If you’ve tried to use ls -lh to get the size of a directory and it’s content, you’ll have found that it doesn’t give you what you were hoping for.

ls -lh

One method to get the size of a directory, including files, sub-directories and their files is to use du (disk usage).

du -sch

The switches in the above example are:
-s
(–summarize)
displays only a total for each argument.
-c
(–total)
prints a total of all arguments after they have been processed, e.g. the total size used by directories and files.
-h
(–human-readable)
prints the size in an easily readable format such as 12M and 2GB.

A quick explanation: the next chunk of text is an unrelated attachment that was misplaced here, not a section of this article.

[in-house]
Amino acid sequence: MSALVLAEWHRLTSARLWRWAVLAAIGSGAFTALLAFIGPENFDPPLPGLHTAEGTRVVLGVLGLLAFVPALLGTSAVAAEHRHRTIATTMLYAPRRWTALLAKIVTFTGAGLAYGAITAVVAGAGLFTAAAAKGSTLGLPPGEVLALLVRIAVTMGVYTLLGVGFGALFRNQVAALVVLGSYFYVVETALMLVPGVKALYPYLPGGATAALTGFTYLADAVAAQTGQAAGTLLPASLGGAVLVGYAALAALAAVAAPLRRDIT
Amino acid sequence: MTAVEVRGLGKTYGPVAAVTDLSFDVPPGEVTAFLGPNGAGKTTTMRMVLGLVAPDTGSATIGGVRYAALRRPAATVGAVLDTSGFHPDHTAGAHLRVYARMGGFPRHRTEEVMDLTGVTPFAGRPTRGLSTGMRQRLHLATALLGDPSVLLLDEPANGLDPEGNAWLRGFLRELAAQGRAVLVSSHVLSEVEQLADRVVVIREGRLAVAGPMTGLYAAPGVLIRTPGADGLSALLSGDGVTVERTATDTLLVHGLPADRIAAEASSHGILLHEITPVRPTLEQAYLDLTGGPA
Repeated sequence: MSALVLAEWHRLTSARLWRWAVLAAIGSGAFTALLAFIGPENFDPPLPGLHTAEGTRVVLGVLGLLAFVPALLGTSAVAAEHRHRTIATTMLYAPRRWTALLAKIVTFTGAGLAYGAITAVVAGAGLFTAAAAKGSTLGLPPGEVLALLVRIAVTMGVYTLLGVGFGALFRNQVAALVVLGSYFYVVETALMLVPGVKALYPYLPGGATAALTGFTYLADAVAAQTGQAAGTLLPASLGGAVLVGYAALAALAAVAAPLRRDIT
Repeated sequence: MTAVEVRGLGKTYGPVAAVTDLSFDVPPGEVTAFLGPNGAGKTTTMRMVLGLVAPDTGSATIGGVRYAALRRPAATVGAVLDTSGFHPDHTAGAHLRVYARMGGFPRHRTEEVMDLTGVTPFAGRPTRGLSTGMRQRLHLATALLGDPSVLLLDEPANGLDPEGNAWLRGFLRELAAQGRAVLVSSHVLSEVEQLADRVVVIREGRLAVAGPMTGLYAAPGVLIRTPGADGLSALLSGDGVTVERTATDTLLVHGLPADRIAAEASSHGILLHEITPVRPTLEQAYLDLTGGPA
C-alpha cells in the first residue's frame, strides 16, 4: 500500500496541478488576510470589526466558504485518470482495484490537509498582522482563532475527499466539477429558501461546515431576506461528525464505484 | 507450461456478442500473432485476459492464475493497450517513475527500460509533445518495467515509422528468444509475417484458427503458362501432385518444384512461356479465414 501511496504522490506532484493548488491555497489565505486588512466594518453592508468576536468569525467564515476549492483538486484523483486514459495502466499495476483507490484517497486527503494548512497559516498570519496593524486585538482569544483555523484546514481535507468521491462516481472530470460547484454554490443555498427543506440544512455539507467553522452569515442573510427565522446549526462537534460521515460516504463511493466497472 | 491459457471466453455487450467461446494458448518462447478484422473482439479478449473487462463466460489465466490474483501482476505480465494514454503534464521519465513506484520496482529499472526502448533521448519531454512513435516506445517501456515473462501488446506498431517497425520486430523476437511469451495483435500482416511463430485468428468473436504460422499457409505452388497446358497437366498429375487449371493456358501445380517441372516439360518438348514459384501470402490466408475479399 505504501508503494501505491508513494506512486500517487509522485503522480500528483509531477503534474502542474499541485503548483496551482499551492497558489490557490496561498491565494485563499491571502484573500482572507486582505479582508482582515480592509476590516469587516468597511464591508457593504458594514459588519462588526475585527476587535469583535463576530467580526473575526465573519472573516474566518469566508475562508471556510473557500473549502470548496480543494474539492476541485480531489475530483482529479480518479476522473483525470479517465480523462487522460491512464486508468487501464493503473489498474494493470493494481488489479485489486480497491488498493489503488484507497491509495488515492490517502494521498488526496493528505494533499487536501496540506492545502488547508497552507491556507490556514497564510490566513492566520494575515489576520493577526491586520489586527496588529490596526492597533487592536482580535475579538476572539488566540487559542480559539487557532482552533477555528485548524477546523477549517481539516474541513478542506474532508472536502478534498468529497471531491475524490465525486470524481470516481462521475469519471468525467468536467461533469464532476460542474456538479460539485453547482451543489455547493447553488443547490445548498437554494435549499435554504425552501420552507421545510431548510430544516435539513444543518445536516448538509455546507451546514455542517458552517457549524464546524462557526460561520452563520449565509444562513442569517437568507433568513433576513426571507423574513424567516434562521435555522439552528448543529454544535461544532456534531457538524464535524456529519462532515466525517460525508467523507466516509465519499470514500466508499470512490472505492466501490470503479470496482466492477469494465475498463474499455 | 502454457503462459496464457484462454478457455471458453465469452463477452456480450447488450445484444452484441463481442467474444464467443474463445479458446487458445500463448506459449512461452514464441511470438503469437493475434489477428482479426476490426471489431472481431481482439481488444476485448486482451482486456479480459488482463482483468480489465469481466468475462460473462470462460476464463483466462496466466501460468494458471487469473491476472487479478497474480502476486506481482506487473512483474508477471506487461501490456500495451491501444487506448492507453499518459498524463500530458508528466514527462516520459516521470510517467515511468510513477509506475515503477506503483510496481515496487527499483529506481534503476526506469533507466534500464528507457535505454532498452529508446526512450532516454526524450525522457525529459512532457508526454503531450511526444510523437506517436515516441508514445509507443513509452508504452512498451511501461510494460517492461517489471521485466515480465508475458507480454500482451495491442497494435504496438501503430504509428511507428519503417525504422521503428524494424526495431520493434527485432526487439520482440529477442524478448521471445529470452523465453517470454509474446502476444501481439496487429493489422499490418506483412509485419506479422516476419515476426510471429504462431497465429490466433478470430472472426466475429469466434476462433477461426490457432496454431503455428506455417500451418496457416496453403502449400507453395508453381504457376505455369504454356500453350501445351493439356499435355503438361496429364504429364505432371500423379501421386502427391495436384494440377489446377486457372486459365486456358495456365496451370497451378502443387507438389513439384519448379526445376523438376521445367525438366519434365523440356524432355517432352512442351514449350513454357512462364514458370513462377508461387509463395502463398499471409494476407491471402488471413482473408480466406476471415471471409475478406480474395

Here we can see the result of using du at the same directory level as the ls example:

You can also get a breakdown of directory sizes by omitting the -s switch:

There are many other switches for du, take a look at man du for a list along with an explanation.

If you have any views on using du or maybe you have an alternative preferred method, please let me know in the comments section below.

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